Lee Kong Chian Natural History Museum

Ceyx erithaca erithaca (Linnaeus, 1758)

Species:C. erithaca
Common Names:Oriental Dwarf-Kingfisher, Black-backed Kingfisher, Pekaka Api, Burung Pekaka Sepah
Status:Rare winter visitor and passage migrant


A distinctive tiny kingfisher with bright yellow underparts.

Sexes are alike. The lores and face are deep yellow in colour. A yellowish-white patch behind the ear extends to the back of the head. There is a metallic blue black patch behind the eye coverts, above the whitish patch. The base of the bill has a black spot. Crown, lower back orange-rufous washed with lilac. Mantle, scapulars, upper back and wings are black, glossed with metallic dark blue. Rump and uppertail coverts iliac. Tail chestnut, tipped black. Wings blackish brown, edged on inner webs with rufous. Median and lesser coverts black, tipped metallic dark blue.  Shoulder chestnut.  Chin and throat whitish yellow. Breast, sides and flanks yellow, washed with brown, forming an indistinct breast band. The rest of the underparts is deep yellow. A blue patch on each side of the neck, bordered by a white patch below.  

Immatures are duller in colours, with less liliac gloss and has less blue on the upperparts. The white throat and breast are more clearly defined. The breast band is darker and more rusty orange. The rest of the underparts is pale rufous rather than yellow.  Tail tipped with black.  

Soft parts: Iris dark brown. Bill and feet orangy-red.

Size: 11.5–13 cm; Weight: 11.0–14.0 g; Bill: 35.4–37.1 mm; Tarsus: 8.1–10.1 mm; Wing: 55–59 mm; Tail: 19–27 mm

Similar to the locally extinct Ceyx erithaca rufidorsa and differs from it by the dark spot at the base of the bill, blue-black patch behind ear coverts, black wings and mantle.

Read more about the Coraciiformes order.
Read more about the Alcedinidae family.


This subspecies is found in Malay Peninsula, Singapore, Sumatra, Aroa Is (Straits of Malacca).


Bukit Batok Nature Park, Bukit Timah Nature Reserve, Central Catchment Nature Reserve, Chua Chu Kang, Kent Ridge Park, Pulau Semakau, Pulau Ubin, Sungei Buloh Wetland Reserve, Tuas, Tyersall Woods

Locality Map

General Biology

A rare winter visitor and passage migrant. Birds arrive in Singapore in late September, peaking in October. Singletons have been recorded in subsequent months.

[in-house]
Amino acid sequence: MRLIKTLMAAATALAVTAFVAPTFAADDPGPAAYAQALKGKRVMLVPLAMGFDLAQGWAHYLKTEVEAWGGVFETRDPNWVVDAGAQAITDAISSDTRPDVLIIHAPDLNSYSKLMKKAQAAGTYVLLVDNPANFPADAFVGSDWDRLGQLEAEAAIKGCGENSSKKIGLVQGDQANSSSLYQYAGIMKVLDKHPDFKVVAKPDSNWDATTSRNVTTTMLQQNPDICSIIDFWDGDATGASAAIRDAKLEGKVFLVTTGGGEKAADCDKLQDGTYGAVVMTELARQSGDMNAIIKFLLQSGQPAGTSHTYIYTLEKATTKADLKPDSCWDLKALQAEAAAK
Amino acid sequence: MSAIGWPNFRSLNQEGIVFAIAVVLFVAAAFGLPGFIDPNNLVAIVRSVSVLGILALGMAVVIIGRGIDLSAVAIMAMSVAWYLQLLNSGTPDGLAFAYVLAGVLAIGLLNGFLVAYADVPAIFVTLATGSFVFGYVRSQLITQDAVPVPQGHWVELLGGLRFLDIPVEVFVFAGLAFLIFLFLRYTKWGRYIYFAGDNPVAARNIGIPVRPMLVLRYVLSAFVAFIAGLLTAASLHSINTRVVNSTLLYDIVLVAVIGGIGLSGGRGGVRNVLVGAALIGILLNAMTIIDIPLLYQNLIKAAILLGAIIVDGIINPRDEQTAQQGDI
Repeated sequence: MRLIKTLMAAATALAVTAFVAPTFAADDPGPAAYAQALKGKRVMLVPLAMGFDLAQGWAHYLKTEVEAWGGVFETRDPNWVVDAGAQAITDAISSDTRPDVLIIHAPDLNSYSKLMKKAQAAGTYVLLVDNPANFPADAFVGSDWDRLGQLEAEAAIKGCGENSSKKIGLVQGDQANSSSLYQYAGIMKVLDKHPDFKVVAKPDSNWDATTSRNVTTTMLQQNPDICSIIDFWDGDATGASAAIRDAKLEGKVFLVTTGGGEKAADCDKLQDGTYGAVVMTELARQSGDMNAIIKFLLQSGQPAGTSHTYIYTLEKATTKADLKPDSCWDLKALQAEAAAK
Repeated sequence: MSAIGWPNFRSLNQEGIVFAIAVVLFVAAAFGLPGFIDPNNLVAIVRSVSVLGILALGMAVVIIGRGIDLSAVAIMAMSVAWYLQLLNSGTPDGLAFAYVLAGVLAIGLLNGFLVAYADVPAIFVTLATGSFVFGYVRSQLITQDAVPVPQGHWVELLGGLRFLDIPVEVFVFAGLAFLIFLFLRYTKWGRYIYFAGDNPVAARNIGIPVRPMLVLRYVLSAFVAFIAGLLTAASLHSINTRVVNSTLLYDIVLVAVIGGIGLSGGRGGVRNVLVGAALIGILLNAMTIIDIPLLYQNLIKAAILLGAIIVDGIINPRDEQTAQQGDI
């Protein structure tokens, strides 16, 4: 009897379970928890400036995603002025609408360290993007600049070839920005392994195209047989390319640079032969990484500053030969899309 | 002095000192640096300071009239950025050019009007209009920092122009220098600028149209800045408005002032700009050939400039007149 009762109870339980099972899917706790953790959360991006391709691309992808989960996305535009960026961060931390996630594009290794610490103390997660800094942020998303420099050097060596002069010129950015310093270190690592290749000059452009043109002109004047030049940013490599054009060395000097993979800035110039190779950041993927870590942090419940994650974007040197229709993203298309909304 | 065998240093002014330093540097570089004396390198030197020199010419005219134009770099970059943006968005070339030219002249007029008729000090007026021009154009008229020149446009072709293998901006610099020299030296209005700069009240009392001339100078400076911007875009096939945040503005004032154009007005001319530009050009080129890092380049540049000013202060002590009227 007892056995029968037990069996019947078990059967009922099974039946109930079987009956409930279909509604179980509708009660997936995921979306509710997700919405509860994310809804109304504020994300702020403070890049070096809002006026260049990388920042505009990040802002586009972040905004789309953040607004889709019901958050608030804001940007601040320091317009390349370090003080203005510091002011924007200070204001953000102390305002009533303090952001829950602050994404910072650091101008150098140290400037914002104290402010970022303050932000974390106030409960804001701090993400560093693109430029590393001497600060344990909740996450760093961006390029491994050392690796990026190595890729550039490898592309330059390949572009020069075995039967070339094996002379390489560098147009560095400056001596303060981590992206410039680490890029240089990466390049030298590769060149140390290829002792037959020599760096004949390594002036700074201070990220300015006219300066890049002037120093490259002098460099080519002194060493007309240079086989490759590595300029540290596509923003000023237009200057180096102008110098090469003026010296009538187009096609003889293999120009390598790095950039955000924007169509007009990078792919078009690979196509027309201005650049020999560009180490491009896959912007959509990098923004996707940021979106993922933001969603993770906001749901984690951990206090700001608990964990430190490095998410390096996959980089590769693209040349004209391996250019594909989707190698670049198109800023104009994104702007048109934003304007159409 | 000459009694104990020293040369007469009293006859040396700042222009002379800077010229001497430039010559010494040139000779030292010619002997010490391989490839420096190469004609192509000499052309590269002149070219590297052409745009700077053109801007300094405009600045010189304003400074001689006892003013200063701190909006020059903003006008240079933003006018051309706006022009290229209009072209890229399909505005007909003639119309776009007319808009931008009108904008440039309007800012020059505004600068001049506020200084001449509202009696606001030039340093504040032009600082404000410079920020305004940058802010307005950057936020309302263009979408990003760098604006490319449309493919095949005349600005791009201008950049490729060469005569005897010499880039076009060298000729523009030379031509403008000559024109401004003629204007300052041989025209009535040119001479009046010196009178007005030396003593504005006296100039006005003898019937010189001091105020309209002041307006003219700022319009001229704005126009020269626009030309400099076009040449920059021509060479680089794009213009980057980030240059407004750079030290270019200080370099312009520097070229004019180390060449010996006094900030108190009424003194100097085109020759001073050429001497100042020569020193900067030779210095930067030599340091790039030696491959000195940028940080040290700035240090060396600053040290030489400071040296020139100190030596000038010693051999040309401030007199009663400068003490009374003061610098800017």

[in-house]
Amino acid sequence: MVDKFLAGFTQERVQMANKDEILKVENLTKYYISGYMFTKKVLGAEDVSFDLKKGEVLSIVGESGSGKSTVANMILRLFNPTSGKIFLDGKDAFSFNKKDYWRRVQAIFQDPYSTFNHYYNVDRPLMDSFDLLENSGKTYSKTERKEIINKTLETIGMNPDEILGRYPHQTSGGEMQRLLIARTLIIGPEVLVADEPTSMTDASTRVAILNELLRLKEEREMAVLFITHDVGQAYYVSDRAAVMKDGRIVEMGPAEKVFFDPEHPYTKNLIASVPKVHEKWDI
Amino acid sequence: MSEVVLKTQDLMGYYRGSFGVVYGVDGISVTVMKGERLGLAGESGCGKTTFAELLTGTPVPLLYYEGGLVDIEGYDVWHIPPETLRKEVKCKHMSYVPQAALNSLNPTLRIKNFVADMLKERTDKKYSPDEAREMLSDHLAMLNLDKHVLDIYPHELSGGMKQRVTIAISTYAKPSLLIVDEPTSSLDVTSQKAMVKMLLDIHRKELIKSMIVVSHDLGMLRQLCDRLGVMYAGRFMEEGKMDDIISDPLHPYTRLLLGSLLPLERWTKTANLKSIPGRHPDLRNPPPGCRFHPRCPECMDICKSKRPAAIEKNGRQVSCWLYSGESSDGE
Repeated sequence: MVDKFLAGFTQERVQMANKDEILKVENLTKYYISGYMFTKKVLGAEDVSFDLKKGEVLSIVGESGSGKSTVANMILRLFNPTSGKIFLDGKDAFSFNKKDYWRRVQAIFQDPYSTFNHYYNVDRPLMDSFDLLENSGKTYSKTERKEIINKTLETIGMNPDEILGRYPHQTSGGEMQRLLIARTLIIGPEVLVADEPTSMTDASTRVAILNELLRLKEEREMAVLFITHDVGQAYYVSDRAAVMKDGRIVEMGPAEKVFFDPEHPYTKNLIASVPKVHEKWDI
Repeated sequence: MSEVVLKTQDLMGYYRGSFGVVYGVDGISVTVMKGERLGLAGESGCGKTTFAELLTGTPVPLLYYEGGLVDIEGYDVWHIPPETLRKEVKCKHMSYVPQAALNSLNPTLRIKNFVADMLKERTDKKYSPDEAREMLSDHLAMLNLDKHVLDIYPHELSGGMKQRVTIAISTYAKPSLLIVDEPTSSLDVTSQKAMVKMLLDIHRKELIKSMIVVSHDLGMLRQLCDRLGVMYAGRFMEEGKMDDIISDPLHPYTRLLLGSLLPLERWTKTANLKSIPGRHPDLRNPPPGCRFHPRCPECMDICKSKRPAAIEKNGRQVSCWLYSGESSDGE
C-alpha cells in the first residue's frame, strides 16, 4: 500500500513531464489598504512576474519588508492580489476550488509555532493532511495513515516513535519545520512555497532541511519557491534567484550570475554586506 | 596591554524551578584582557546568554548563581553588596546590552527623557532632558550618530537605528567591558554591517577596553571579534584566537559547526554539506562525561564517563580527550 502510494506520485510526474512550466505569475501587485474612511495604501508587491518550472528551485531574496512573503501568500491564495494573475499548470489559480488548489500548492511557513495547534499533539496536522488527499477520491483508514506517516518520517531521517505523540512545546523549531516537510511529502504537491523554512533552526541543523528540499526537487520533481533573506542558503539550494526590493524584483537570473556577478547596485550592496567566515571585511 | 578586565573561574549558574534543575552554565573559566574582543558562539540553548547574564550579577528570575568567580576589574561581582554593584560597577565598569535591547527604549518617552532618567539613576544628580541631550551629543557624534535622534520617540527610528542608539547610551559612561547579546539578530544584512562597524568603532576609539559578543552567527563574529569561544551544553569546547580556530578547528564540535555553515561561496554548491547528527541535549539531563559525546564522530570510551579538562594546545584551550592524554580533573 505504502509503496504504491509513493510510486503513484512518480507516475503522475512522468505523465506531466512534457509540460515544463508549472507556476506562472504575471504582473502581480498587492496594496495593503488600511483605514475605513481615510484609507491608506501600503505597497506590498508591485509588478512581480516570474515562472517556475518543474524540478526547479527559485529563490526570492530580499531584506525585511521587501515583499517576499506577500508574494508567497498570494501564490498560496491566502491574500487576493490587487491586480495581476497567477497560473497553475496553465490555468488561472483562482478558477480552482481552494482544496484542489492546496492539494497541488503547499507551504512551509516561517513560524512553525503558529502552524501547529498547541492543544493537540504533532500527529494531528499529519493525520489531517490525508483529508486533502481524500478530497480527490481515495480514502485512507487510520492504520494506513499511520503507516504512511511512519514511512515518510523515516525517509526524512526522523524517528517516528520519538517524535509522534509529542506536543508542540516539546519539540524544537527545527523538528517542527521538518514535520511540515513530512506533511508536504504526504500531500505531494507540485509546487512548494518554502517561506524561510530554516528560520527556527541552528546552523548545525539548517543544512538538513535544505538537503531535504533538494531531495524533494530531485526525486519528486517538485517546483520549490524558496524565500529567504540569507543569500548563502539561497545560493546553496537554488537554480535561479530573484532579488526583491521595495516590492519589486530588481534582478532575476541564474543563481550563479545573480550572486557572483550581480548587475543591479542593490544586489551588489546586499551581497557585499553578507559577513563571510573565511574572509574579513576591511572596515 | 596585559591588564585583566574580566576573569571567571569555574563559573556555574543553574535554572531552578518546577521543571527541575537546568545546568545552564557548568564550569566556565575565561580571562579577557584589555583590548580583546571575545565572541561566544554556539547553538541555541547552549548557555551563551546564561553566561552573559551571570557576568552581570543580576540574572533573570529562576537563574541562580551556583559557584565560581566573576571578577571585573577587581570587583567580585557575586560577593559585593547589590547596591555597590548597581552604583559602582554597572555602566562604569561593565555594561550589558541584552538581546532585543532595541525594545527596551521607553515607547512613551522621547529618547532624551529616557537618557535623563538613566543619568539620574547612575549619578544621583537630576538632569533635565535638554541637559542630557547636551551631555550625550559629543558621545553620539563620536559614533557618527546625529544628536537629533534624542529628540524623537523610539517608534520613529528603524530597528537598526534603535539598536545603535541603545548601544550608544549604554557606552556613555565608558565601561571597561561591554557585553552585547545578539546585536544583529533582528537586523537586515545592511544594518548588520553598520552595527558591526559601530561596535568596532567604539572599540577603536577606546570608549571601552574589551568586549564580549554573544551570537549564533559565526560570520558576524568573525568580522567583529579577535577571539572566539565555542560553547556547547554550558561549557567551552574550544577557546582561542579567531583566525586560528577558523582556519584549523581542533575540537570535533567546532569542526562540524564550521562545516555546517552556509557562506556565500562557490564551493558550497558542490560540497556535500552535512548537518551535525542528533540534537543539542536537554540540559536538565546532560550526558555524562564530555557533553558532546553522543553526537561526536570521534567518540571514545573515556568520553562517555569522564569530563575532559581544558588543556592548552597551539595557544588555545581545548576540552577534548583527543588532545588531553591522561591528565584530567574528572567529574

Earliest date recorded: 23 Sep; Latest date recorded: 16 Jun

Found singly in mangrove forests, scrubland and wooded gardens, along banks of small streams. Occasionally found far from water. It has a very feeble whistle, uttered on the wing. It's flight is swift and twisting. At rest, it sits very erect, with the bill pointing upwards or forwards, not hunched up like Common Kingfisher.

One bird found in November had arrested its primary feather replacement: P1=old, P2-4=new, P5-7=old, P8=new, P9-10=old. Another bird found in December 4, 2011 also had an arrested primary moult: P1-2=new, P3-6=old, P7-8=new, P9-10=old.


Feeds partly on fish and crustaceans like prawns, also frogs. It is said to also take spiders. It has been seen flying over the surface of water and snapping up grasshoppers, winged ants and mayflies floating downstreams (Robinson, 1928). After feeding , it casts a pellet consisting of the hard, undigested bones and excoskeletons of its prey that have been compacted in the gizzard.


An adult ringed by the Singapore Branch Bird Study Group on 17 Nov 1974 is the first recent record after World War II. One bird was brought alive to a veterinary surgeon on 2 Oct 1981 (Hails, 1988). There were few subsequent records. This species is probably under-recorded as 2–3 birds were salvaged every winter (Wang, L. K., unpublished data).

Formal records of Ceyx erithaca collected from Singapore:
American Natural History Museum: 2 (2 AA)
Raffles Museum of Biodiversity Research: 4 (2 FF, 2 MM)
University of Washington Burke Museum: 10 (3 FF, 7 MM)


Bucknill, J. A. S. & F. N. Chasen. 1927. Birds of Singapore and South-east Asia. (Second Edition 1990). Tynron Press, Scotland. 247 pp.

Chasen, F. N. 1939a. The birds of the Malay Peninsula. Vol. IV. The birds of the low-country jungle and scrub. H. F. and G. Witherby, London.

Gibson-Hill, C. A. 1949. An annotated checklist of the birds of Malaya. Bulletin of the Raffles Museum, 20: 1-299.

Gibson-Hill, C. A. 1949a. A checklist of the birds of Singapore Island. Bulletin of the Raffles Museum, 21: 132-183.

Hails, C. J. 1988. An annotated checklist of the birds of Singapore. Unpublished.

King, B. F., Dickinson, E. C. & Woodcock, M. W. 1975. Birds of South-east Asia. Harper Collins Publishers. 480 pp.

Madoc, G. C. 1956. An introduction to Malayan birds. Revised edition. Malayan Nature Society, Kuala Lumpur.

Medway, Lord & D. R.Wells. 1976. The birds of the Malay Peninsula. Volume V. H. F. & G. Witherby Ltd. 448 pp.

Robinson, H. C. 1928. The birds of the Malay Peninsula. Vol. II: The birds of the hill stations. H. F. & G. Witherby. London. 310 pp.

Wang, L. K. 2011. Kingfishers. Pp. 355. In: Ng, P. K. L., R. T. Corlett & H. T. W. Tan (editors). Singapore Biodiversity. An Encyclopedia of the Natural Environment and Sustainable Development. Editions Didier Millet, Singapore. 552 pp.

Wang, L. K., M. Chan, Y. M. Chan, G. C. Tan & Y. C. Wee. 2009. Pellet casting by non-raptorial birds of Singapore. Nature in Singapore 2: 97-106.

Wang, L. K. & C. J. Hails 2007. An annotated checklist of birds of Singapore. Raffles Bulletin of Zoology, Supplement 15: 1–179, Singapore.

Woodall, P. F. 2001. Family Alcedinidae (Kingfishers). In: del Hoyo, J., A. Elliott & J. Sargatal (eds.), Handbook of the birds of the world. Vol. 6. Mousebirds to Hornbills. Lynx Editions, Barcelona. Pp. 130-249.

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